Welcome to the second installment of Take Two. While I imagine I will be more often than not inclined toward looking at my favorite kinds of magic, namely close-up and sleight-of-hand conjuring, the fact is that I am interested in all types of magic, and whether as performer, consultant, writer or director, I have direct experience with all of its many forms, with the possible exception of children’s magic (which I also respect and appreciate when done at its highest level, and eventually I may get around to posting some examples of that).
So this week I thought I would leap from last week’s look at the Torn-and-Restored Cigarette Paper (a close-up trick that has been adapted to stage performance), to “grand illusion,” that is, large-scale magic that involves the human body.
I have all too often heard the thought expressed among both the public and amateur magicians alike that large-scale illusions are easy to do because the apparatus does the work for you. No one who has ever had to handle a Broom Suspension illusion however would ever say such a thing; the thousands of pounds of pressure concentrated at a central point in an elaborate apparatus with a human being attached to it is too terrifying to even consider the possibility of uttering such foolishness. However, the common misconception is understandable when we see so many illusionists who make the fundamental mistake of thinking that the method is the trick—an error that all too often stems from failing to have studied the principles of conjuring before graduating to the challenges of large apparatus illusions. (For a deeper discussion of this issue for magicians, please see my essay, “The Method is Not the Trick,” in my second book, Devious Standards, and which first appeared in Antimony magazine.) The late Charles Reynolds—historian, author, illusion consultant and greatly missed all around bon vivant—said that every magician, no matter their specialty, should study the Cups and Balls in order to gain a full understanding of the principles of conjuring, and he would specifically point out that this advice was equally important for illusionists. He knew what he was talking about, having been the chief illusion consultant for Doug Henning’s landmark television specials, but far too many illusionists ignore such wise counsel, thinking that owning the box is sufficient qualification for performance.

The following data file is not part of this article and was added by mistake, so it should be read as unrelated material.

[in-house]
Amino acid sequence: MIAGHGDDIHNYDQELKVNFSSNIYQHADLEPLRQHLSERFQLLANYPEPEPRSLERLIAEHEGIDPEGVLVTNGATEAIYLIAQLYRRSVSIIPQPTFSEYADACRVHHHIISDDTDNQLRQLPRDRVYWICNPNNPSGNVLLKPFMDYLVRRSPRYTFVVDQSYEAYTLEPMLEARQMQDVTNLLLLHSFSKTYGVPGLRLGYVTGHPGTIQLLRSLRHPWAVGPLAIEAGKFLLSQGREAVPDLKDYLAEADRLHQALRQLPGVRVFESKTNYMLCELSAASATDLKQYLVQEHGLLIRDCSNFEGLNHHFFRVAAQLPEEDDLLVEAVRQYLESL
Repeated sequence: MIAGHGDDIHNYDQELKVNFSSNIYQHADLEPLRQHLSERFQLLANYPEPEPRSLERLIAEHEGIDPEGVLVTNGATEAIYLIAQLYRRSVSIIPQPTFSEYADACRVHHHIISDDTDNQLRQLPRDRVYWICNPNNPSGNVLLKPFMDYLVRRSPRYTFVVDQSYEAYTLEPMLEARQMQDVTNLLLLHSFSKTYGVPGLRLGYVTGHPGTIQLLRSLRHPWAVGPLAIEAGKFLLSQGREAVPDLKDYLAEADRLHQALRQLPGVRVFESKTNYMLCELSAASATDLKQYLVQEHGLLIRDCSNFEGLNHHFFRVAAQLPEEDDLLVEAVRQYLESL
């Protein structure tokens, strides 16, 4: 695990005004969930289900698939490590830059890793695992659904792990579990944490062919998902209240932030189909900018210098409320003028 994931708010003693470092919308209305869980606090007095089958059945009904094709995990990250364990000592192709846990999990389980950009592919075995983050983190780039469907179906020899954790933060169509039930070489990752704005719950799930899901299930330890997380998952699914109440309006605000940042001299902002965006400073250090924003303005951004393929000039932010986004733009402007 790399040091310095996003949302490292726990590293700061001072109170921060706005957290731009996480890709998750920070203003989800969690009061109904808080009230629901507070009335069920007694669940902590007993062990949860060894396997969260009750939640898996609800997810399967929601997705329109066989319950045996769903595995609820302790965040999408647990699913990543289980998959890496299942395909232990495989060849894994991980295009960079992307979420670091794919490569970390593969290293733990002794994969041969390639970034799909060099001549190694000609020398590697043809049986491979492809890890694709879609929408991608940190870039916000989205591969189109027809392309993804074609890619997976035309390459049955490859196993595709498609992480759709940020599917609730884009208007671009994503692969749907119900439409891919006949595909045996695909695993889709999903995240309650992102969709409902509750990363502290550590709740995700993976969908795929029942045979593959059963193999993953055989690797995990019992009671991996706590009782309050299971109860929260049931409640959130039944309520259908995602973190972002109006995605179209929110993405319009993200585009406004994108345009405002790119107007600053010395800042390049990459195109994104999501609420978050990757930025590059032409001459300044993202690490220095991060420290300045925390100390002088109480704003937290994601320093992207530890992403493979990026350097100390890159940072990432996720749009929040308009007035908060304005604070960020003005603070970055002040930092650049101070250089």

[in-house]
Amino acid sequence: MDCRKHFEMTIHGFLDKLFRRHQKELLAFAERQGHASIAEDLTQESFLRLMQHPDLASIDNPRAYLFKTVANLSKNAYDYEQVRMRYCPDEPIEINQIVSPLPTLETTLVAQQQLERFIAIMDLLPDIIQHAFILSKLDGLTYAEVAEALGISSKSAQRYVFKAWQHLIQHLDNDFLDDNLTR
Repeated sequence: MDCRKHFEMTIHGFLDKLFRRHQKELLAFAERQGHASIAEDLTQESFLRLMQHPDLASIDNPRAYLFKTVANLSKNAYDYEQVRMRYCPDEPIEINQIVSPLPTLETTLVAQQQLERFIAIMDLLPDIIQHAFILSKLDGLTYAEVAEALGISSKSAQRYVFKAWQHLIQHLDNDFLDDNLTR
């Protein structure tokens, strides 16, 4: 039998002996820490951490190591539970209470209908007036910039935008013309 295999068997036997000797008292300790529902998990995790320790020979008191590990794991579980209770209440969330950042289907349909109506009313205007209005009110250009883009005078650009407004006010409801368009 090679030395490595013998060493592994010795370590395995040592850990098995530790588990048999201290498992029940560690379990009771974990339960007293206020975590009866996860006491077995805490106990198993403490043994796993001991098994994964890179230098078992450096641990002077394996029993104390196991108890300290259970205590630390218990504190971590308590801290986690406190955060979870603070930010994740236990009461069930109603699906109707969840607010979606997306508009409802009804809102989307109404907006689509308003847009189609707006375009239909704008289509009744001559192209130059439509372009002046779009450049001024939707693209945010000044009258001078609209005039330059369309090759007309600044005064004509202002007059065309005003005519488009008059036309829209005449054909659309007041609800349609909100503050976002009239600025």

But: I digress! While far too many conventions of the grand illusion branch of magic have helped to render it all but irrelevant to most discussions about beauty and power in contemporary magic performance, there are still many marvelous illusions out there, if only you had the chance to see them well presented. So even though it is silly to consider a mere two examples as any sort of significant representation, what I offer today is simply two of my favorite grand illusions, and I commend them to you for your enjoyment and appreciation. Close-up magic holds little advantage over beautiful mysteries such as these, when performed at this caliber.
Robert Harbin and The Zig-Zag Girl
The first is an historic performance by one of the most legendary illusion inventors of the mid-20th century, Robert Harbin. Harbin was a British professional magician and a prolific author and inventor. His most famous illusion is probably “The Zig-Zag Girl,” which eventually became ubiquitous to the point of absurdity in the 1970s and ‘80s. Unfortunately the illusion was (and is) often performed poorly, with many of Harbin’s countless details abandoned due to laziness and a lack of insight (by builders and performers alike) into the illusion’s greatest strengths. Although I initially had the opportunity to see this footage of Harbin’s performance long ago, it was not until fairly recently that most magicians got the chance to see it, and discover the revelatory nature of Harbin’s performance of his own clever and seminal masterpiece.